Walking together to the classroom, or, after school, back home or to the car, we are noticing some changes. Some of our plants have berries for the birds’ winter enjoyment. Some leaves are changing color, drawing our attention to their shapes. Some produce flowers now and some throughout the winter.
Have you seen the American Holly on the way up the hill near the Elementary classes? We like to watch them change color, from green to yellow, to orange and to red.
The shapes of the tulip poplar leaves are visible as they turn yellow. Would you call that a quatrefoil? Or a trapezoid?
These Camellia Sasanqua are one of our first signs of fall — and such a delicate color. Who says summer colors are only for summer?
In a Montessori school we learn a lot about color and shape, cause and effect, the laws of nature. There’s nothing like experiencing it first-hand, though. Because we’re learning about these things, watching the colors change and different wildlife appear becomes even more exciting.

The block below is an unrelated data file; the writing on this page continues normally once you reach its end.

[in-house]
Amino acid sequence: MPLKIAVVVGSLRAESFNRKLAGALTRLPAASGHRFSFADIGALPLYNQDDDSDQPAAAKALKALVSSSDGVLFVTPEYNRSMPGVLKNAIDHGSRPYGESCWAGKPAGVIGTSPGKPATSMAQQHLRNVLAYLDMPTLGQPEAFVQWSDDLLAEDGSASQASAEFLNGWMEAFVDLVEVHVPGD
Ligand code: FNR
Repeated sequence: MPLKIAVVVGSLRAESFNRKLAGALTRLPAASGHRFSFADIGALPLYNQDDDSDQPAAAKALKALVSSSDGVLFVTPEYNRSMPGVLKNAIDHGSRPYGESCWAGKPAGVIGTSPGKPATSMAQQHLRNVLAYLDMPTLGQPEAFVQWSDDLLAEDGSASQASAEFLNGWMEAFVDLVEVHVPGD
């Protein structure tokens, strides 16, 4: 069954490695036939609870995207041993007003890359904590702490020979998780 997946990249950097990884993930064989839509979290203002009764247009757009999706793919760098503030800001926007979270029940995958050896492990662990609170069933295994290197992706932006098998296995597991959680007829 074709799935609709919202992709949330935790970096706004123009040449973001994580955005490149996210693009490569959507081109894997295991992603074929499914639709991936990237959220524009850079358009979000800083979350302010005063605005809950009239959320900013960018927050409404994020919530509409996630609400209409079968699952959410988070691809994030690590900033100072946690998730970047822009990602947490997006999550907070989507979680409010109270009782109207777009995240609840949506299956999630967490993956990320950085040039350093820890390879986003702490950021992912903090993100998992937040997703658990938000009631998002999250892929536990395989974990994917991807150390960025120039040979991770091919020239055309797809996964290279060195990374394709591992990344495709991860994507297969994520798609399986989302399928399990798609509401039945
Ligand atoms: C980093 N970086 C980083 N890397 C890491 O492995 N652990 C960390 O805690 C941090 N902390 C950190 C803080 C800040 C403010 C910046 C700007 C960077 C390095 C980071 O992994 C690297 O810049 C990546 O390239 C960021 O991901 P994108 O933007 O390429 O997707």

What sort of wildlife has been living—and maybe snacking—in this beautiful old sassafras? Look around the Primary playground and see if you see some of its young sassafras coming up through the mulch. The leaves have three different shapes and one of them is in our leaf cabinet. Do you know which one? Have you smelled the bark? Ummm!
Here, the changing color brings our attention to the three different leaf shapes a sassafras has on each plant.
We want to learn the names of each. The wild persimmons fell from the tree early this year, so we missed their sticky circles on the sidewalk and the slightly sour smell they have as they decompose there. Here’s what we can see right now. You might notice even more changes when you look!
Fragrant tea olive
Natchez crepe myrtle
Bloodgood Japanese maple
And, now for two that are often confused. They are vines, which also change colors at this time of year:
Virginia creeper. “Leaves of five, stay alive,” is the saying.
Poison ivy. “Leaves of three, let it be,” points out the fact that many of us get extremely unpleasant reactions to even the most casual contact with this plant. This specimen is high up in a tree. We try to remove any low-level plants for obvious reasons. Why might a plant have such a strong toxin in its leaves, do you think?
There are some plants that we think are very pretty, even when their flowers are dried.
This oak leaf hydrangea is fun to watch throughout the year because of the colors in its leaves and in its blossoms.
Here’s the flower, or cluster of flowers, drying on the stem.
We will try to identify and blog about some more plants, soon, and show more changes as they appear.
Can you find all of these plants? Do you have some of them at home or in your immediate neighborhood?
Thank you for reading our blog!